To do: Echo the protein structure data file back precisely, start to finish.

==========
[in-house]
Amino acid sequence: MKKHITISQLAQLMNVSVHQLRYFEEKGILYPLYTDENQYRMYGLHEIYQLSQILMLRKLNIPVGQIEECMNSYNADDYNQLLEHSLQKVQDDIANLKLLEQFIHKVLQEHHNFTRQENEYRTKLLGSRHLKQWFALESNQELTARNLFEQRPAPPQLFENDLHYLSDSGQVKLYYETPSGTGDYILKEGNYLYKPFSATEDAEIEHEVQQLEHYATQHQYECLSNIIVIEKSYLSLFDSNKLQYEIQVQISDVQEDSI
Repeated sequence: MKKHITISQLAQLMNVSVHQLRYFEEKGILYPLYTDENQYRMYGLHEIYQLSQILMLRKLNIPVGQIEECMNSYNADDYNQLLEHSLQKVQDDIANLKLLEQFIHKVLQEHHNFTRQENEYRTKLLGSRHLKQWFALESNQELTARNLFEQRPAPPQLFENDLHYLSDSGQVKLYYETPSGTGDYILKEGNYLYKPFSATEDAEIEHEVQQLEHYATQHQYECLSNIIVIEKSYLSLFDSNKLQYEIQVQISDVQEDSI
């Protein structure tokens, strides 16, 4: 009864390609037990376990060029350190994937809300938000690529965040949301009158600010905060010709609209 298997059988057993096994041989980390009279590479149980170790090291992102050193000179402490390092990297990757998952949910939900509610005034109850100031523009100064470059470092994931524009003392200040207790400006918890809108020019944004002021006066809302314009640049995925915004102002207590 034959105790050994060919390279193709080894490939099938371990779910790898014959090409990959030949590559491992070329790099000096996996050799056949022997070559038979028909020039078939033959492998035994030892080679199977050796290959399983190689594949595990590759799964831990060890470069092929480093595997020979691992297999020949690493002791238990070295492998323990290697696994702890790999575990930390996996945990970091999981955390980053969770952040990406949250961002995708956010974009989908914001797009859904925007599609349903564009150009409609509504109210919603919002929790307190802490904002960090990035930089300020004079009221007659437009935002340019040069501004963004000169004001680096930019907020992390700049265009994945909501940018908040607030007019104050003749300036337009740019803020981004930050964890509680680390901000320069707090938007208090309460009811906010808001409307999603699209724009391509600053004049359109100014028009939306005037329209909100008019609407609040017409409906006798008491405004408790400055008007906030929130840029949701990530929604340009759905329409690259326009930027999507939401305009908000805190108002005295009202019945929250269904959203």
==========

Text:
[in-house]
Amino acid sequence: MKKHITISQLAQLMNVSVHQLRYFEEKGILYPLYTDENQYRMYGLHEIYQLSQILMLRKLNIPVGQIEECMNSYNADDYNQLLEHSLQKVQDDIANLKLLEQFIHKVLQEHHNFTRQENEYRTKLLGSRHLKQWFALESNQELTARNLFEQRPAPPQLFENDLHYLSDSGQVKLYYETPSGTGDYILKEGNYLYKPFSATEDAEIEHEVQQLEHYATQHQYECLSNIIVIEKSYLSLFDSNKLQYEIQVQISDVQEDSI
Repeated sequence: MKKHITISQLAQLMNVSVHQLRYFEEKGILYPLYTDENQYRMYGLHEIYQLSQILMLRKLNIPVGQIEECMNSYNADDYNQLLEHSLQKVQDDIANLKLLEQFIHKVLQEHHNFTRQENEYRTKLLGSRHLKQWFALESNQELTARNLFEQRPAPPQLFENDLHYLSDSGQVKLYYETPSGTGDYILKEGNYLYKPFSATEDAEIEHEVQQLEHYATQHQYECLSNIIVIEKSYLSLFDSNKLQYEIQVQISDVQEDSI
């Protein structure tokens, strides 16, 4: 009864390609037990376990060029350190994937809300938000690529965040949301009158600010905060010709609209 298997059988057993096994041989980390009279590479149980170790090291992102050193000179402490390092990297990757998952949910939900509610005034109850100031523009100064470059470092994931524009003392200040207790400006918890809108020019944004002021006066809302314009640049995925915004102002207590 034959105790050994060919390279193709080894490939099938371990779910790898014959090409990959030949590559491992070329790099000096996996050799056949022997070559038979028909020039078939033959492998035994030892080679199977050796290959399983190689594949595990590759799964831990060890470069092929480093595997020979691992297999020949690493002791238990070295492998323990290697696994702890790999575990930390996996945990970091999981955390980053969770952040990406949250961002995708956010974009989908914001797009859904925007599609349903564009150009409609509504109210919603919002929790307190802490904002960090990035930089300020004079009221007659437009935002340019040069501004963004000169004001680096930019907020992390700049265009994945909501940018908040607030007019104050003749300036337009740019803020981004930050964890509680680390901000320069707090938007208090309460009811906010808001409307999603699209724009391509600053004049359109100014028009939306005037329209909100008019609407609040017409409906006798008491405004408790400055008007906030929130840029949701990530929604340009759905329409690259326009930027999507939401305009908000805190108002005295009202019945929250269904959203």